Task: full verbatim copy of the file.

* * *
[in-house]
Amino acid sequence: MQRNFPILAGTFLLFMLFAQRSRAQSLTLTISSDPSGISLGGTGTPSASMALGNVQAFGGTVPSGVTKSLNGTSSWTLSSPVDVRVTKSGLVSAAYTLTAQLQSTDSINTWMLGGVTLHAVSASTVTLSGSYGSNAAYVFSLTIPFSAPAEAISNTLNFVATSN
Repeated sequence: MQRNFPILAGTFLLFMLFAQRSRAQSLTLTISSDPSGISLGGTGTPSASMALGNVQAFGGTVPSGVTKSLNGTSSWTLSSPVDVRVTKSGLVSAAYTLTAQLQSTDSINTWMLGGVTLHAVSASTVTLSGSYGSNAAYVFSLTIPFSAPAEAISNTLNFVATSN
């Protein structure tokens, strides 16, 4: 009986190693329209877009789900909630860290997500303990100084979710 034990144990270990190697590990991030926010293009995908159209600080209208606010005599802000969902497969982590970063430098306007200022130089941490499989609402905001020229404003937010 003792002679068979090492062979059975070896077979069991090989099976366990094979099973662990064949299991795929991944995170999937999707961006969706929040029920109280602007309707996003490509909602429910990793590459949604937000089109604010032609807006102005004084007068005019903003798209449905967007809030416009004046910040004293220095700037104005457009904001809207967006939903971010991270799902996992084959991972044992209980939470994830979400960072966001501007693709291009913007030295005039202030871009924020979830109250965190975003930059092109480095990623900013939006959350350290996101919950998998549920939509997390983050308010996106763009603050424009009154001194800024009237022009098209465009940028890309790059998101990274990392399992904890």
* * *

[in-house]
Amino acid sequence: MQRNFPILAGTFLLFMLFAQRSRAQSLTLTISSDPSGISLGGTGTPSASMALGNVQAFGGTVPSGVTKSLNGTSSWTLSSPVDVRVTKSGLVSAAYTLTAQLQSTDSINTWMLGGVTLHAVSASTVTLSGSYGSNAAYVFSLTIPFSAPAEAISNTLNFVATSN
Repeated sequence: MQRNFPILAGTFLLFMLFAQRSRAQSLTLTISSDPSGISLGGTGTPSASMALGNVQAFGGTVPSGVTKSLNGTSSWTLSSPVDVRVTKSGLVSAAYTLTAQLQSTDSINTWMLGGVTLHAVSASTVTLSGSYGSNAAYVFSLTIPFSAPAEAISNTLNFVATSN
């Protein structure tokens, strides 16, 4: 009986190693329209877009789900909630860290997500303990100084979710 034990144990270990190697590990991030926010293009995908159209600080209208606010005599802000969902497969982590970063430098306007200022130089941490499989609402905001020229404003937010 003792002679068979090492062979059975070896077979069991090989099976366990094979099973662990064949299991795929991944995170999937999707961006969706929040029920109280602007309707996003490509909602429910990793590459949604937000089109604010032609807006102005004084007068005019903003798209449905967007809030416009004046910040004293220095700037104005457009904001809207967006939903971010991270799902996992084959991972044992209980939470994830979400960072966001501007693709291009913007030295005039202030871009924020979830109250965190975003930059092109480095990623900013939006959350350290996101919950998998549920939509997390983050308010996106763009603050424009009154001194800024009237022009098209465009940028890309790059998101990274990392399992904890």